He had lately' partaken of the passover with his disciples ; that passover which with so much earnestness, lie had desired to eat ; he hac instituted the holy sacrament of the supper ; he had delivered those divine discourses: recorded in the Gospel of John ; he bad warned them against deserting him in the hour of temptation ; he had selected three of them to attend
hini in his sorrows: nevertheless, even these three thus favoured, thus honoured, thus warned, forgat all that had been said and done, and unconcerned sunk into sleep. He was left alone to endure the bitterness of that hour:
The severity of his sufferings in the garden, the anguish and the horror which then overwhelmed him, appear from tlre strong colours in which they are drawn by the sacred writers. They speak of his sorrow, “ My soul is exceeding sorrowful, even unto “ death.” They speak of his agony, that is, the most inexpressible torinent of mind : “ And being in an a
gony.” They speak of his fears : " He was heard " in that he feared.” They speak of his cries, and his tears : “ He offered up prayers and supplications with
strong crying and tears.” They speak of the prodigious effects his
upon his body: “ His sweat was as it were great drops of blood.” They speak of the desire he had to withdraw from his sufferings for a time : “ Father, if it be possible, let this
cup pass from me.”
They who are acquainted with the style of the Holy Evangelists, know how remarkable they are for simplicity of narrative. They make use of no oratorial arts to interest the passions of their readers, they affect no threatenings or embellishments of eloquence, but place the plain action before our view, devoid of all ornament whatever. Historians contemporary to the events which they record, and who beheld the actions which they describe, usually give free vent to their passions in relating the occurrences of their history, and enter with the zeal of parties upon the various subjects which engage their attention. The sacred writers, on the other hand, lay aside every thing that looks like passion or party zeal ; they relate events, not like men who were interested in the facts which they describe ; not like men who had acted a part in the history they write, not ever with the ordinary emotion of spectators, but with all the simplicity, and conciseness, and brevity, of an evidence in a court of justice. The torments which our Saviour endured in the garden therefore must have been great and amazing, when the sacred writers clothe them with all the circumstances of terror, and paint them in all the colours of distress, What shall we say, then, to account for this dejection which our Lord teit, and for this desire which he expressed to be saved from his sufferings? In the ordinary course of human affairs, an innocent man of common fortitude, resigns himself with acquiescence to his fate ; his integrity supports him; a good cause and a good conscience carry him onwards through life and death, undaunted and undismayed, Hence, many illustrious and virtuous men in the heathen world, supported by the native fortitude of the human mind, poured contempt upon all the forms of death, and departed with magnanimity, and with glory. If a man who had only innocence to support him, might thus acquiesce in his doom, one whose sufferings were to be publicly useful; whose death was to be glorious to himself, and beneficial to the world, might rejoice in the midst of his sufferings, and exult in the prospect of death. In the early times of the Christian Church, the first disciples followed their Lord in a path that was marked with blood ; persons of all ranks, of all ages, and of both sexes, braved the rage of the enemy, the sword of the persecutor, the fire of the tormentor, became candidates for the crown of martyrdom, and with triumph embraced that very form of death at which our Lord, to appearance, now trembled and stood aghast.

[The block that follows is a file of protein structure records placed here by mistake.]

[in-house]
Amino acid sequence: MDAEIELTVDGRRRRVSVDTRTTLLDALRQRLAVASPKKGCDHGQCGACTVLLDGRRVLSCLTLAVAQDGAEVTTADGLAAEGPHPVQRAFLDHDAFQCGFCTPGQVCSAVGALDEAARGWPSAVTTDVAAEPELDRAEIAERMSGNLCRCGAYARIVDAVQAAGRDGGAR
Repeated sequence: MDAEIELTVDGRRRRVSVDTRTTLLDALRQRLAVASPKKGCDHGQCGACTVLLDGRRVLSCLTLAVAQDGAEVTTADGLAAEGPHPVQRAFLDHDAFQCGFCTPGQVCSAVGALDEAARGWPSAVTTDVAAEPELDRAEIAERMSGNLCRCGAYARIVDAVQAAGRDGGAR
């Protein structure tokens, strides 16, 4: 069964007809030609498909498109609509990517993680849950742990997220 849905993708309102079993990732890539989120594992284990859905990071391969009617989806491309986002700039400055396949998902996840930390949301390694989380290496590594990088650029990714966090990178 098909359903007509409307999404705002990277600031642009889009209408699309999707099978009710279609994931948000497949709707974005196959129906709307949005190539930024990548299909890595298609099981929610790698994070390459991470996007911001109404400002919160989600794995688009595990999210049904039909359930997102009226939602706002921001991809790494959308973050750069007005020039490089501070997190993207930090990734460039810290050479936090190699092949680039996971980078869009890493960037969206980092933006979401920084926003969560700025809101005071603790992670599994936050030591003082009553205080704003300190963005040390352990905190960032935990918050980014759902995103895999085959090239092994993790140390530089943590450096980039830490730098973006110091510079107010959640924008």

This leads us to the second thing proposed, which was to account for these appearances ; to assign the causes of our Lord's peculiar sufferings. In general, then, there was circumstances in the passion of our Lord, of a singular kind, fully adequate to produce the effects here mentioned. What these were, will appear
wlien 'we consider, that our Lord died in a state where he was abandoned by his friends, and by inankind; that he died in a state of ignominy ; and